Forty years after the publication from Shank and Ippen on the generation of subpicosecond laser pulses we are witnessing an explosion in the number of applications for ultrashort pulsed lasers (USPL).1 While some technologies are invented and applied in industry without delay, there has been a significant delay in the deployment of femtosecond lasers. Ultrashort pulsed lasers used to require a laboratory environment and in many cases included flowing laser dye solutions that made them extremely impractical. The development of chirped pulse amplification for solid state and fiber lasers2,3 has changed the landscape and has made available intense USPL sources that can be operated outside the laboratory. This in turn has opened numerous applications in the materials processing and medical devices markets. In this special section we present a collection of papers that is representative of some of the advancements and applications in USPL design and applications.
The development of commercial sources has enabled advanced manufacturing techniques that improve products and materials processing, led to advances in biomedical device fabrication and research, and even USPL-unique measurements and diagnostic methods. In the realm of basic research, ultrashort pulsed lasers have revolutionized our knowledge of the nature of chemical reactivity and molecular dynamics4—a subject that earned Professor Ahmed H. Zewail the Nobel Prize in Chemistry in 1999.5 Ultrafast lasers have also been implicated in the Nobel Prize to Professors Theodor W. Hansch and John L. Hall on the development of frequency combs and their use for ultraprecise metrology.6
The articles in this special section can be separated into four categories. First, two of them cover the fundamental aspects on the interaction of USPL and matter: “Plasma enhancement of femtosecond laser-induced electromagnetic pulses at metal and dielectric surfaces,” by S. Varma et al., and “Interaction of near-infrared femtosecond laser pulses with biological materials in water,” by S.Varma et al.
Five papers discuss USPL sources and new concepts to make USPL more practical: “High-energy femtosecond 2-μm fiber laser,” by P. Wan et al., “Energy scaling of Yb fiber oscillator producing clusters of femtosecond pulses,” by B. Nie et al., “Concepts, performance review, and prospects of table-top few-cycle optical parametric chirped pulse amplification,” by A. Vaupel et al., “Stretching and compressing of short laser pulses by chirped volume Bragg gratings: analytic and numerical modeling,” by S. Kaim et al., and “Volume chirped Bragg gratings: monolithic components for stretching and compression of ultrashort laser pulses,” by L. Glebov et al.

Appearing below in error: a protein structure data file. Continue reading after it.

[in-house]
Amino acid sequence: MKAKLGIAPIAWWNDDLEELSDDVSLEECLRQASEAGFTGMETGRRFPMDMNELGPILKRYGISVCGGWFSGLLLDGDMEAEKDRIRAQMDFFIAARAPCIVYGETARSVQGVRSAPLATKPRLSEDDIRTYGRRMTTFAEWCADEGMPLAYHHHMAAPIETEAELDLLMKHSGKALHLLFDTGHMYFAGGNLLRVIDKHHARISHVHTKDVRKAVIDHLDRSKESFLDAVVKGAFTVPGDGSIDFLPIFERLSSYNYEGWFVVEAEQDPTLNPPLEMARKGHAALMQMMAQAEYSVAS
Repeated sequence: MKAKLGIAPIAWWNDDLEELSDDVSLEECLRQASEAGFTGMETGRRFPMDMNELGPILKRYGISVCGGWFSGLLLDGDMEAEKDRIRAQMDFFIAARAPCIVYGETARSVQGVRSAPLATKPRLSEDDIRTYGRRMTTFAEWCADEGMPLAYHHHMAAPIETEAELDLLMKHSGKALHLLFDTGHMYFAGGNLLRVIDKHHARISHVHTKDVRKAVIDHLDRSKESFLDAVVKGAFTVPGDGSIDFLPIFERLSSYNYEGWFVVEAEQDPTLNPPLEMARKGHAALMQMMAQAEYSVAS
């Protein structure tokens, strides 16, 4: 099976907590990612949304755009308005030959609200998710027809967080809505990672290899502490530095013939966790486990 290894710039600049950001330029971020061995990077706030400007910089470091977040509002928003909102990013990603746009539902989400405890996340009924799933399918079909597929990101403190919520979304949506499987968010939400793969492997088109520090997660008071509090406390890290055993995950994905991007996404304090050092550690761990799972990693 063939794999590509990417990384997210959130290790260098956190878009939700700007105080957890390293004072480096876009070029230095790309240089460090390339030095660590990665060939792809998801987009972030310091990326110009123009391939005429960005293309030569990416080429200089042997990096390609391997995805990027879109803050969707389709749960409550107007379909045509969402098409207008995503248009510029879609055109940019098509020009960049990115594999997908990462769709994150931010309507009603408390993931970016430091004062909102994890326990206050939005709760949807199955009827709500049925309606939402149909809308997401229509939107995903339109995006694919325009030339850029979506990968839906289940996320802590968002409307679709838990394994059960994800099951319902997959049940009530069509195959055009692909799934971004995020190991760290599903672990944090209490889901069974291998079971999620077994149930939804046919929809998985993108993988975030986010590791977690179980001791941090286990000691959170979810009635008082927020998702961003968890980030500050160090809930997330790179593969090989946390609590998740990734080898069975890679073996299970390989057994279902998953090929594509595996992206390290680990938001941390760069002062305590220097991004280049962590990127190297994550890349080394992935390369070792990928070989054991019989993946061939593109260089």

Two papers discuss methods for metrology, measurement, compression and characterization of USPL sources: “Real-time single-shot measurement and correction of pulse phase and amplitude for ultrafast lasers,” by D. Pestov et al., and “Characteristics of an adjacent pulse repetition interval length as a scale for length,” by D. Wei and M. Aketagawa.
Five papers present applications of USPL: “Imaging embryonic development with ultrashort pulse microscopy,” by H. Gibbs et al., “Micro-hole drilling and cutting using a femtosecond fiber laser,” by H. Huang et al., “Internal modification for cutting transparent glass using femtosecond Bessel beams,” by W-J. Tsai et al., and “Ultrafast reflection and secondary ablation in laser processing of transparent dielectrics with ultrashort pulses,” by M. Sun et al, and “Electric field measurements during filament-guided discharge,” by A. Schmitt-Sody et al.
The collection of articles comprises a fascinating cross section of ultrashort pulsed laser applications and sources.
The opinions, interpretations, conclusions and recommendations are those of the author and are not to be interpreted as representing the official views or policies, either expressed or implied, of the Department of Defense. Approved for Public Release, Distribution Unlimited.
Marcos Dantus is a professor at Michigan State University in the Department of Chemistry; he is also the founder and Chairman of Biophotonic Solutions Inc. He pioneered the use of shaped ultrafast pulses as photonic reagents to probe molecular properties, control chemical reactions, and for practical applications such as biomedical imaging, proteomics, and standoff detection of explosives. His development of automated laser pulse compression is enabling fundamental research worldwide.
Gerald C. Manke II is the chief scientist for ultrashort pulsed lasers at the Naval Surface Warfare Center in Crane, Indiana. He earned a BA in chemistry from Wartburg College in Waverly, Iowa, in 1992, and a PhD in physical chemistry from Kansas State University in 1997. His primary focus is the use of laser technology for IR and RF countermeasures and other electronic warfare applications.